Printer Friendly

Looking beyond the auto industry: GKN Sinter Metals' industrial products group demonstrates role for powder metallurgy in industrial applications. (Materials).

For virtually all of its 75-year-plus history, the powder metals (P/M) industry has focused much of its attention on the automotive sector and for good reason. The auto industry accounted for about 75 to 80 percent of all P/M parts sales, according to industry sources. In addition, the high volumes, long lead times (from part design to actual production) and multiyear life cycle of parts so common in the auto business, matched the capabilities of an industry dominated by small, often family-run, single-facility companies. With a few contracts, a P/M plant could operate profitably with a modest budget for equipment maintenance while employing minimal engineering support.

But things have changed. Globalization of the auto industry and the related trend of OEMs to shrink the supply base, push engineering down the supply chain, and focus on those Tier 1 and Tier 2 suppliers with the ability to deliver to world markets, have had a profound impact on the P/M industry. Significant consolidation and attrition have taken place over the past decade.

Specifically, GKN plc, a U.K.-based, global engineering firm focused on aerospace and automotive-related industries, has emerged as an industry leader through its wholly owned subsidiary, GKN Sinter Metals. Since 1997, the Auburn Hills, Mich., powder metal components manufacturer has acquired more than a dozen companies worldwide, amassing significant market share, manufacturing capacity, product capability, and technical knowledge in the process.

With more than 30 production facilities on five continents, GKN Sinter Metals has positioned itself to meet the needs of the global automotive industry. But along with its investments for the automotive sector, GKN saw in its expansion of P/M capabilities an unprecedented opportunity to hunch a concentrated effort at penetrating non-automotive markets in North America.

The company commissioned industry research to identify concerns of industrial users and purchasers of P/M parts. Particular focus was on quality, delivery and other service-related issues. From the non-automotive customer base, one message came through loud and clear: the non-automotive segment wanted to receive the same attention P/M parts manufacturers give to the largest automotive OEMs.

GKN Sinter Metals' response has been the recent formation of a North American Industrial Products Group (IPG). Lance Harris, vice president & general manager of IPG and the person charged with overall responsibility for building and growing this business unit, is quick to point out that the company's efforts are not simply window dressing.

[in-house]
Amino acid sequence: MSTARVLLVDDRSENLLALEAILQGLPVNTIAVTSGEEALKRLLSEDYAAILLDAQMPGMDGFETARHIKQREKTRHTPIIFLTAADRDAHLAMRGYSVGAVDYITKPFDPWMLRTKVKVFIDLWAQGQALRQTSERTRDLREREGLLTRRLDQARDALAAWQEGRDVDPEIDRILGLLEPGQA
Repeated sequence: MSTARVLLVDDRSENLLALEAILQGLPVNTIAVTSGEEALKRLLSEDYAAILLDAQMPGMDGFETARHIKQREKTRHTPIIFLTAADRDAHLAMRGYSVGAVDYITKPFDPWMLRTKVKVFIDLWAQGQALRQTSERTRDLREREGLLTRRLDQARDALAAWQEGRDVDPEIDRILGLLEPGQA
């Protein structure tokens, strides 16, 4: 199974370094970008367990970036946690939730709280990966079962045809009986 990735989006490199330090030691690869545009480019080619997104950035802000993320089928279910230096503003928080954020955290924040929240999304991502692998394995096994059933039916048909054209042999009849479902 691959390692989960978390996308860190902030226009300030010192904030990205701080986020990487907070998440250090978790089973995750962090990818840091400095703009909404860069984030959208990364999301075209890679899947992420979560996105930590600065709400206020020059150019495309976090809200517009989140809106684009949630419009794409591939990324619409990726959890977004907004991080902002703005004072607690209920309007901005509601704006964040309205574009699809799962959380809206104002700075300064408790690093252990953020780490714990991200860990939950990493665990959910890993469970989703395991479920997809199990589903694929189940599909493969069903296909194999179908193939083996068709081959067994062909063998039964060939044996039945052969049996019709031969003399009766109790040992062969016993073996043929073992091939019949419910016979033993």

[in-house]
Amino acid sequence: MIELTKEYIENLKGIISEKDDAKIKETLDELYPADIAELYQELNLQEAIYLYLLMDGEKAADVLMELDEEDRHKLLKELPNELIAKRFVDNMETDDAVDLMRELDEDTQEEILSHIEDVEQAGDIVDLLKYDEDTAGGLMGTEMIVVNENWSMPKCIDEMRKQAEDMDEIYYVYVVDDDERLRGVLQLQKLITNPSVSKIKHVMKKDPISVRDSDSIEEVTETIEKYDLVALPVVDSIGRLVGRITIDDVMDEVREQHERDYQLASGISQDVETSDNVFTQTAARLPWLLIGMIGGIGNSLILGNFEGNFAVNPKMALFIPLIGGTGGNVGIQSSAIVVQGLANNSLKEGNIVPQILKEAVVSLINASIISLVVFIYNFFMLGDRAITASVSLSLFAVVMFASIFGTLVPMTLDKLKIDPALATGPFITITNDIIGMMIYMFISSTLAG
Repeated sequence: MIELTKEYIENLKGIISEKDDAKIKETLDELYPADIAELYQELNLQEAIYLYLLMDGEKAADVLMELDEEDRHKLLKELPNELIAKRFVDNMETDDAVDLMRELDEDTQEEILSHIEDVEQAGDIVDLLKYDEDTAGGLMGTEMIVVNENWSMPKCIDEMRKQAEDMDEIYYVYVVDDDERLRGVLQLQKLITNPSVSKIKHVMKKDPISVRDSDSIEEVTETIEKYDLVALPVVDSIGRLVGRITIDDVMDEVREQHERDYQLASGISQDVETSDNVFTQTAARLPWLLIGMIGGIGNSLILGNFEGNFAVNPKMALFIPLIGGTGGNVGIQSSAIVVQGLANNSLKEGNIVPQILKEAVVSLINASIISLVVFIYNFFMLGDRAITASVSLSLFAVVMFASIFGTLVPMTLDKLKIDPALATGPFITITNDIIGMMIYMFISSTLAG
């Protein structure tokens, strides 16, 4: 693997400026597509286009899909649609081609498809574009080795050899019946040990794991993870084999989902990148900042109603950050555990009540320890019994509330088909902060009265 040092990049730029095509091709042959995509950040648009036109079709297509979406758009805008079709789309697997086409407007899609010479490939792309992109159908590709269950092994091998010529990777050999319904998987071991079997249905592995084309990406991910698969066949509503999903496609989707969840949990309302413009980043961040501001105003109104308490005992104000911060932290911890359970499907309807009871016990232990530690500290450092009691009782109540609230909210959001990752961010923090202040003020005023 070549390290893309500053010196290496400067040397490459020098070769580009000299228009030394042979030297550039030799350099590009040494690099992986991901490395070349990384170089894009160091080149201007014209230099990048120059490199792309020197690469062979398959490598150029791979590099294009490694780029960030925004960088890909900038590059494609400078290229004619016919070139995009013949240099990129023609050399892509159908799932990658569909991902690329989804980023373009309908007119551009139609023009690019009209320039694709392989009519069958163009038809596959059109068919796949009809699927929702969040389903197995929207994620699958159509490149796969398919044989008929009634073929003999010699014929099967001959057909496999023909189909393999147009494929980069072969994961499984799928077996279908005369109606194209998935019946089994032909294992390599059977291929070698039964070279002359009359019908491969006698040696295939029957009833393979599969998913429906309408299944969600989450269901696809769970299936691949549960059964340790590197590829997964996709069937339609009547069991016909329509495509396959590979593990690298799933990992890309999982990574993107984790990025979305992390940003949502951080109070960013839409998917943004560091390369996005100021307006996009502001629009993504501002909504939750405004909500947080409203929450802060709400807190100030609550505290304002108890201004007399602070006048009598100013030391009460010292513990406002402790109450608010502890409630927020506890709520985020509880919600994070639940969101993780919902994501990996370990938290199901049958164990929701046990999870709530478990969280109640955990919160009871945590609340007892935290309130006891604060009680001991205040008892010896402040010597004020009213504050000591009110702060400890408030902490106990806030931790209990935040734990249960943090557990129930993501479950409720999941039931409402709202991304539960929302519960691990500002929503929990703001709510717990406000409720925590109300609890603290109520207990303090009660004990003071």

"The organization we're building is not a reshuffling of resources already in place," said Harris. "We've spent months looking at the manufacturing, technology, sales and customer service-related needs of our current and future industrial customers, and have designed an organization to address those needs."

To start, GKN Sinter Metals dedicated five plants to produce P/M products primarily for industrial customers: DuBois, St. Marys and Kersey, Pa.; and Owosso and Zeeland, Mich. In addition, plants in Worcester, Mass.; Conover, N.C.; Emporium, Pa.; and Menomonee Falls, Wis., now also have lines devoted to non-automotive P/M components.

"For the first time," said Harris, "design and project engineers, purchasers and other OEM specifiers of non-automotive companies can go to a powder metal parts manufacturer that has the capability to handle a wide range of (part) complexity; deliver a complete product range; balance capacities across multiple facilities; provide back-up production resources when demand requires it, and offer full-service engineering support."

He notes that while IPG's piece price, in some instances, may be higher, over time the overall cost to users of the company's products will be lower.

With GKN Sinter Metals selling engineered components as opposed to off-the-shelf products, technology work is ongoing and critical. Terming IPG's approach as "forward engineering," Harris explained that his technologists won't be found in research laboratories, but rather work at the plants, in concert with GKN sales engineers and customer design teams. There is a dual focus, on applied technology to improve product performance, and on process technology to take costs out of actual production.

The company placed one of its key operations managers, Dr. Utpaul Gangopadhyay, in charge of IPG's technology function. "With his extensive background in metallurgical science, and his working knowledge of the P/M manufacturing process as applied to industrial customers, 'Dr. Paul' is uniquely qualified to build the kind of technology function required by our customer base," Harris said.

Technology in GKN Sinter Metals' North American Industrial Products Group entails a front end, covering product applications engineering and costing, and a back end, dealing with program management of new launches as well as transfers.

According to Gangopadhyay, "The quality of customer interface at the front end is critical to effective and cost efficient new product development. Once production begins, we're into the back end, where our technicians are constantly working at continuous improvement of both the product and the process by which it is manufactured."